This October is National Cyber Security Awareness Month (NCSAM).
So I thought I would write my inaugural Naked Security article on a topic near and dear to my heart: two-factor authentication.
What is two-factor authentication?
It is an authentication process where two of three recognized factors are used to identify a user:
- Something you know - usually a password, passcode, passphrase or PIN.
- Something you have - a cryptographic smartcard or token, a chip enabled bank card or an RSA SecurID-style token with rotating digits
- Something you are - fingerprints, iris patterns, voice prints, or similar
Two-factor authentication works by demanding that two of these three factors be correctly entered before granting access to a system or website.
So if someone manages to get hold of your password (something you know), they still will not be able to access your account unless they can provide one of the other two factors (something you have or something you are).
For example, at Sophos we use secure tokens with rotating six-digit codes to remotely access internal systems. Every time I want to establish a VPN session, I need to provide my username, a password and the six digit code appended to a PIN.
At home I use similar methods to access many online and personal resources. In the last year, many social media sites, including Facebook, Twitter and LinkedIn, have all added some sort of two-factor authentication.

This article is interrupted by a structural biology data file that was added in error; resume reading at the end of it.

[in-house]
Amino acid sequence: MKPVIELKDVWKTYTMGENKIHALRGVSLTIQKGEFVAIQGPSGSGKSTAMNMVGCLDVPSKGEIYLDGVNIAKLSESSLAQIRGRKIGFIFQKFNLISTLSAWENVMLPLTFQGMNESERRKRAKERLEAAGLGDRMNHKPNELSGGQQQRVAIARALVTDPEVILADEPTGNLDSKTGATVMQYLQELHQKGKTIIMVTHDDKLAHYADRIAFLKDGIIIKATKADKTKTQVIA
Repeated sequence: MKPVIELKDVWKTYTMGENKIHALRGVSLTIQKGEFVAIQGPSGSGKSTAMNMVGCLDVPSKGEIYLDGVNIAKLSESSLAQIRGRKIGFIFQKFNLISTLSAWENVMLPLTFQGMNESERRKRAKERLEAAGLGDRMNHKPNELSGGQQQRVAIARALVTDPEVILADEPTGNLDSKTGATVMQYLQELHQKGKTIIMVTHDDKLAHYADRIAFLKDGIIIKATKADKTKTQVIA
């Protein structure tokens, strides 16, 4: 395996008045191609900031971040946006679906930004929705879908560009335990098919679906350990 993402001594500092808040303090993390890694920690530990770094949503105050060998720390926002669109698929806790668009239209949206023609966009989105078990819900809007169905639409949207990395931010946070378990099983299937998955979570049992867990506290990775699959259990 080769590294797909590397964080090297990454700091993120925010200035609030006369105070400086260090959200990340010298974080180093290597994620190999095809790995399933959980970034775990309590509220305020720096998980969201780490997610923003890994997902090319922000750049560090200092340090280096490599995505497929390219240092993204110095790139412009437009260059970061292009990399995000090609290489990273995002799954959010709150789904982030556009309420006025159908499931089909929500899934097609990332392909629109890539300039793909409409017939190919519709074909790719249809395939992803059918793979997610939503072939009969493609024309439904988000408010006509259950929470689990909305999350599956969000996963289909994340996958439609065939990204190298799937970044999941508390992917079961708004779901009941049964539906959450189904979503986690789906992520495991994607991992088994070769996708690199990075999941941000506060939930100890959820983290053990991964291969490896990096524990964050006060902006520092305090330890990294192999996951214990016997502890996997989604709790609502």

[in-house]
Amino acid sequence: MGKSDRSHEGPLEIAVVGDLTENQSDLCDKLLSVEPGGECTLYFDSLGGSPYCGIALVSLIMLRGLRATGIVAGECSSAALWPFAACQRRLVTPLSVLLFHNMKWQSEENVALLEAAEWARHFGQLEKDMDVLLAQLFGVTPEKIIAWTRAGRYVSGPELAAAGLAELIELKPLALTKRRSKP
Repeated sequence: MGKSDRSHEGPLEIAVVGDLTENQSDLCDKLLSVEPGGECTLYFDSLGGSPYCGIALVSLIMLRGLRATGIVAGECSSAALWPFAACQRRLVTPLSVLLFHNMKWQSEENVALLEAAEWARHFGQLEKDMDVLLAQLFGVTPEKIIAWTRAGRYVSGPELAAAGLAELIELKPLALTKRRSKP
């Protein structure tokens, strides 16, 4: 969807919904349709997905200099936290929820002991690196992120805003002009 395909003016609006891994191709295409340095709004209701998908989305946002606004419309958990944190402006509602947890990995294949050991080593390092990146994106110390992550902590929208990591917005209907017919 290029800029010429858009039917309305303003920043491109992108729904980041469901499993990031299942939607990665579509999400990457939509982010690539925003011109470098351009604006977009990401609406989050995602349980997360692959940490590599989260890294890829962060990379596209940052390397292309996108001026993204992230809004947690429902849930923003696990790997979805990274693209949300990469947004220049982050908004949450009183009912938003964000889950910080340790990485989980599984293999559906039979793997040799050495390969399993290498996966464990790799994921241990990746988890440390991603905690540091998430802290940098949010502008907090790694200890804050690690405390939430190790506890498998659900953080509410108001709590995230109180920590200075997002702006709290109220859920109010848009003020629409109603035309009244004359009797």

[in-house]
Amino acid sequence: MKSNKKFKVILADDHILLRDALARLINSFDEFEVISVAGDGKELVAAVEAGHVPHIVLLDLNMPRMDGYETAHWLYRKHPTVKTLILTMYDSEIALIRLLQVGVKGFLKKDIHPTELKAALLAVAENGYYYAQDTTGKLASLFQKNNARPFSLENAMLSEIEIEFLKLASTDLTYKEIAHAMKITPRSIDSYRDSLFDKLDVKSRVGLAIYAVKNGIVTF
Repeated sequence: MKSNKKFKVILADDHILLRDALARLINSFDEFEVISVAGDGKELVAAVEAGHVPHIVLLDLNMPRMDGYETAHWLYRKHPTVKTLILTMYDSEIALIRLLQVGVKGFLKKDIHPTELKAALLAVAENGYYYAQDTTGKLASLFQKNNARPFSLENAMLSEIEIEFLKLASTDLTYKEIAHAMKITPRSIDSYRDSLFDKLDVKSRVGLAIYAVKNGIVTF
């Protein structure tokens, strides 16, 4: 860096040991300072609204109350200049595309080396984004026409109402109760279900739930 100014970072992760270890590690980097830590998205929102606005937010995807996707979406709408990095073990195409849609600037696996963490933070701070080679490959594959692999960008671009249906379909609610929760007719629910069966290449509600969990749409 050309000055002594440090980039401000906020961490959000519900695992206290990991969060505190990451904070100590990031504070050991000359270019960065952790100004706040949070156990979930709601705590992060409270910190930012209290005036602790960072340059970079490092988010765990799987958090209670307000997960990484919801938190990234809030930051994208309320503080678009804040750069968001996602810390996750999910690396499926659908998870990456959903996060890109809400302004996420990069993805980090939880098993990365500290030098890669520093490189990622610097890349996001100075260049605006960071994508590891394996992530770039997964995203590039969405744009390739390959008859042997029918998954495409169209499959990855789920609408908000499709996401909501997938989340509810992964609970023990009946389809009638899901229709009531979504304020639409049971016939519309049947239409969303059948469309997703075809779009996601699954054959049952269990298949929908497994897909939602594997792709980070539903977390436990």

Many of these sites employ SMS code verification. This is where, in addition to correctly entering your password (something you know), you must also correctly enter a numeric passcode sent to your mobile phone via SMS (something you have).
The availability of mobile network service and the unreliable nature of SMS can make this difficult, however.
Some services allow you to use an authenticator app in addition to your password which present you with a different numeric one-time password (OTP) for each service that you register with the app. Both Google and Windows make these apps freely available in their respective stores.
Authenticator apps can be great for signing into sites like Google, Facebook and Twitter even when your phone does not have service (mobile or otherwise). As a matter of fact, I used this very method to log into to WordPress in order to publish this article.
Google's authenticator app can also be used to provide additional security with Secure Shell (SSH) connections.
Things can still go wrong though. There is Android malware in the wild that is specifically designed to steal your SMS verification codes in an attempt to thwart 2FA. This is one reason why a good Android security app, like Sophos Antivirus and Security, is a must.
So, should you use two-factor authentication?
In my opinion, the answer is an emphatic YES! Two-factor authentication is not a silver bullet but it does dramatically increase your security by making it much harder for your accounts to be compromised.
Unfortunately, two-factor authentication is not available everywhere but it is used by many of the most popular sites and services on the internet. Hopefully the ease of use and increased security provided by two-factor authentication will compel the rest to follow suit.
If you'd like to learn more about two-factor authentication, have a listen to this short podcast which explains two-factor authentication in more detail:
(15 April 2013, duration 16'25", size 9.9MBytes)
And if you're interested in reading other stories related to National Cyber Security Awareness Month, read the 3 essential security tasks you can do for your family today, 10 tips for securing your smartphone and our 10 topical security tales.